From Mohali call centre, Indian Political Action Committee does a quiet survey

The caller identifies himself as a student of “CGC Chandigarh College”, and says the call is for a “college project” on Punjab polls.

Written by Navjeevan Gopal | Chandigarh | Updated: November 24, 2016 5:34:59 pm

The questions come one after the other in Punjabi, but the caller is polite. “If you don’t mind, may I ask which party you voted for in the last elections?” “Who should be the next Chief Minister of Punjab?… Which party are you going to vote for in the coming elections in Punjab?… Are you satisfied with the performance of the MLA of your constituency?”

The caller identifies himself as a student of “CGC Chandigarh College”, and says the call is for a “college project” on Punjab polls. But The Indian Express traced the calls to a call centre engaged by Congress’s poll strategist Prashant Kishor’s Indian Political Action Committee (IPAC).

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IPAC founder member and director Rishi Raj, when contacted, said its volunteers were carrying out various surveys, including making calls to the people from call centres. “We had appointed college captains [to canvass for the Congress]… Perhaps, some of them might be making calls. I will have to find that out,” said Raj.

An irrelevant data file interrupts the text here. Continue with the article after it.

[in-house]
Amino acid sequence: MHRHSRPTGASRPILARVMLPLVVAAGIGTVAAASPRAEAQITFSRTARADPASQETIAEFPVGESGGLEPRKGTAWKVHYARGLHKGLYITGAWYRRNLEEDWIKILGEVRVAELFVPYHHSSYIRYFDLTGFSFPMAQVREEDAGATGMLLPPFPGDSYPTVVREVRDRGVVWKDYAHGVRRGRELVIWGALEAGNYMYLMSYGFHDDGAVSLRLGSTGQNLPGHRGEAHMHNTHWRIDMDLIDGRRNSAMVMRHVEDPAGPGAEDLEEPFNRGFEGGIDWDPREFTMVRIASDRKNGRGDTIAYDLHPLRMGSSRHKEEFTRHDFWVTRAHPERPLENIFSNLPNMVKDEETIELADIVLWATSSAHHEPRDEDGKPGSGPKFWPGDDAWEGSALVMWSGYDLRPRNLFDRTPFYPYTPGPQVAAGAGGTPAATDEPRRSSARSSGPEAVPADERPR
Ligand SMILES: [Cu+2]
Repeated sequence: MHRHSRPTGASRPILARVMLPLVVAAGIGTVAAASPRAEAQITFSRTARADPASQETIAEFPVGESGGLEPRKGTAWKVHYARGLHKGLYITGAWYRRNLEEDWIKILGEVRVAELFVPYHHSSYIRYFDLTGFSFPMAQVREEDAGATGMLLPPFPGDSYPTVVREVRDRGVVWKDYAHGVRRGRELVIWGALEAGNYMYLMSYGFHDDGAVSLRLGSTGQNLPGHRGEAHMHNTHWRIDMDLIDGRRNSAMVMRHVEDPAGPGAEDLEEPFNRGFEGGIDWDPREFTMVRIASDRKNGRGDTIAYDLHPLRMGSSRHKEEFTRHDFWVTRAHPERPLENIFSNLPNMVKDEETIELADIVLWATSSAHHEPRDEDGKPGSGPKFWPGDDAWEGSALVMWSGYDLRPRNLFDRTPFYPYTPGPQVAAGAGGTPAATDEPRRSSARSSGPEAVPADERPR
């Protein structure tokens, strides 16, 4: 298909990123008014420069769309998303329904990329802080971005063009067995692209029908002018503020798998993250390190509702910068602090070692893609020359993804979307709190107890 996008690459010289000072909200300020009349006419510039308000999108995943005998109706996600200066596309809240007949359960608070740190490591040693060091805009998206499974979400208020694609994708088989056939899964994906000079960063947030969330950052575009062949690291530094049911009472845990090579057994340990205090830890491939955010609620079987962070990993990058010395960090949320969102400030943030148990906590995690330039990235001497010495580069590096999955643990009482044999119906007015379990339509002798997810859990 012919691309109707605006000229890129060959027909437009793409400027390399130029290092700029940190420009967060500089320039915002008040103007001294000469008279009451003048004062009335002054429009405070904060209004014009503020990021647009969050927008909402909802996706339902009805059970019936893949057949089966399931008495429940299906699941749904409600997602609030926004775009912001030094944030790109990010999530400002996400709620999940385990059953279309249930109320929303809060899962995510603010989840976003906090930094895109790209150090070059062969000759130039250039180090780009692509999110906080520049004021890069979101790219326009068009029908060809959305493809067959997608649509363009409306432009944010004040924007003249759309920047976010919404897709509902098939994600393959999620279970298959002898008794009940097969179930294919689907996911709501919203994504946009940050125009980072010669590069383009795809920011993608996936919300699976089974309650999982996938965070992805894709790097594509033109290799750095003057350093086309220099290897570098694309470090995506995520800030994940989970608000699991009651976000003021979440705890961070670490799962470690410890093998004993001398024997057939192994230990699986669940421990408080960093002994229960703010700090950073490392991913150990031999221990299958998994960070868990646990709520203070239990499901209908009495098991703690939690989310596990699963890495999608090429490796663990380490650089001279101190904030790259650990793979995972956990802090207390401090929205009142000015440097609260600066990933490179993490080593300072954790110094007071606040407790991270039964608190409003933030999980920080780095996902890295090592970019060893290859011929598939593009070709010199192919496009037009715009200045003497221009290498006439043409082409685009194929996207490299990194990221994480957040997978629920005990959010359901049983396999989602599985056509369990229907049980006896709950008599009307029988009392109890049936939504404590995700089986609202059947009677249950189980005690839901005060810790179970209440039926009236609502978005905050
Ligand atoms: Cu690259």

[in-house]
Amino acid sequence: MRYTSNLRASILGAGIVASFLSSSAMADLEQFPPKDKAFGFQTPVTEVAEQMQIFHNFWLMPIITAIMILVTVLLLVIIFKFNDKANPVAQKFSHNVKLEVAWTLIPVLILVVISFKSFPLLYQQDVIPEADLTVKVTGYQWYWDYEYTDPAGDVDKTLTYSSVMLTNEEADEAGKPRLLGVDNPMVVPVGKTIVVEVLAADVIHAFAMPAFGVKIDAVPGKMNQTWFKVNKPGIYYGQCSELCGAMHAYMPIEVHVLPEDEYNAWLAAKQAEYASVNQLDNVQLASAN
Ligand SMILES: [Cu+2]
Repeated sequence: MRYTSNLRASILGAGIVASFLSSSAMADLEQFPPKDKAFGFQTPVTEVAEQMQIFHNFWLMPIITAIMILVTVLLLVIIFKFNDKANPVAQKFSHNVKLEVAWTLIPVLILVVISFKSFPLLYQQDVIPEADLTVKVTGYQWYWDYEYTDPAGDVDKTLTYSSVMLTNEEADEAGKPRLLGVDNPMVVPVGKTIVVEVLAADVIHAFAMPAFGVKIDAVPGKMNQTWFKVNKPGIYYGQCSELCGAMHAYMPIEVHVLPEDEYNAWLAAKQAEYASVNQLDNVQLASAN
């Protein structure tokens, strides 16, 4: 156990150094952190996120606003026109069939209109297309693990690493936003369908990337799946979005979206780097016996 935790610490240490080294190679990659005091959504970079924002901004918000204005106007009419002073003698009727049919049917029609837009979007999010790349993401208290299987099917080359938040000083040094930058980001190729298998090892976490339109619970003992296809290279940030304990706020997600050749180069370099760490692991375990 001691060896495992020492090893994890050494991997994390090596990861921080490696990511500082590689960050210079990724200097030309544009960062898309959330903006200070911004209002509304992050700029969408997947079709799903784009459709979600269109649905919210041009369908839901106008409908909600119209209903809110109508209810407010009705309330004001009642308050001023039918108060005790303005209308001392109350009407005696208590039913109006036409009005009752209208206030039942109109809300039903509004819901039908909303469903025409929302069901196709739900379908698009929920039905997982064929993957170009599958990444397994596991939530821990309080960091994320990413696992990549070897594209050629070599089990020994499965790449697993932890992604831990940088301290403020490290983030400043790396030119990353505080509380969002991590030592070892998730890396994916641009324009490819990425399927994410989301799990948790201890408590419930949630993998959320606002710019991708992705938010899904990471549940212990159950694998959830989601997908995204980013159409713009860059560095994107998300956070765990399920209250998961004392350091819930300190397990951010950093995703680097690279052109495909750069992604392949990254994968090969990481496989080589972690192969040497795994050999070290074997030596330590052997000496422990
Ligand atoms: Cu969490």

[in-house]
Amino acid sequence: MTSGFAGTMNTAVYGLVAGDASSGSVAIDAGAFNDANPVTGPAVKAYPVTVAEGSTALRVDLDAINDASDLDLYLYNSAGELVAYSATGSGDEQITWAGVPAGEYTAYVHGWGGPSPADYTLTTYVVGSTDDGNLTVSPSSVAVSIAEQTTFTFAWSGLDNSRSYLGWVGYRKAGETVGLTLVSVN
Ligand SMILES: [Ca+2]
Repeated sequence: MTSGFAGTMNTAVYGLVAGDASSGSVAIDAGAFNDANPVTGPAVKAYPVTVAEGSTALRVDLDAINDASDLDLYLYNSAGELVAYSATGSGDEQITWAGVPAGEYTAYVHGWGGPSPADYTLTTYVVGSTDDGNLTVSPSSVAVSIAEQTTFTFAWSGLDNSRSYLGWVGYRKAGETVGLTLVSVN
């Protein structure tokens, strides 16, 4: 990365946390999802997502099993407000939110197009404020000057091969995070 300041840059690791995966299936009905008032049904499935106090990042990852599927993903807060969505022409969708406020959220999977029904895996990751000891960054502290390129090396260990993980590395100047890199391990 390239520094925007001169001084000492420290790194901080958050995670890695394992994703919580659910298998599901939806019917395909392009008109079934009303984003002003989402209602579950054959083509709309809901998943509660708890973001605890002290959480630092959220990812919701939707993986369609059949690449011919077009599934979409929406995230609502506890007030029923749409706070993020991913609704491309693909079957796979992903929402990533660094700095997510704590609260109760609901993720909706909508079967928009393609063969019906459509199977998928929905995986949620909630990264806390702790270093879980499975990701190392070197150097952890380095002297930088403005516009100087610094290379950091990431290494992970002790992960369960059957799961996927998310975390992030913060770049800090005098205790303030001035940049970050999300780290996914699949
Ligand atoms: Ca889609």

Prabhdeep Singh, head of the department of Journalism and Mass Communication at Chandigarh University (one of the Chandigarh Group of Colleges ), denied that the CGC was getting any sort of survey done related to Punjab polls.

At E-21 in industrial area phase-7 of Mohali, about 30 callers, men and women, fitted into two room, are busy making calls from the call centre run by Northern IT Service Pvt Limited, the IT firm engaged by IPAC for the job. They work in a shift from 9 am to 6 pm.

The caller begins by asking which constituency the respondent belongs to before seeking feedback on a set of questions, including whether the respondent wants the existing legislator to be voted out or voted back again.

“Across the world, who tells the truth at call centres. Subhash becomes Rajesh in call centres,” said the in-charge of the call centre on Monday, identifying himself as Saaz, “a law graduate”, when asked why callers were posing as students and calling it a college project.

For further queries, he advised this correspondent to visit IPAC office in phase 8 industrial area of Mohali to get “detailed information”.

He said the callers had been provided by the IPAC. The facility at E-21 is also tabulating data. A walk-in recruitment is on for the post of data entry operators. “We have come here after going through an advertisement about the requirement of data entry operators,” said a man accompanying his wife, who had applied for the post of data entry operator.

“Such exercise has been on for some months now. It is basically to know the trends, to get the feedback of the people. It helps us know what was the situation three months back and what is the situation now,” said Rishi Raj. “Call Centre is one thing. Our volunteers are interacting with the people at the booth level to know the mood at ground level.”

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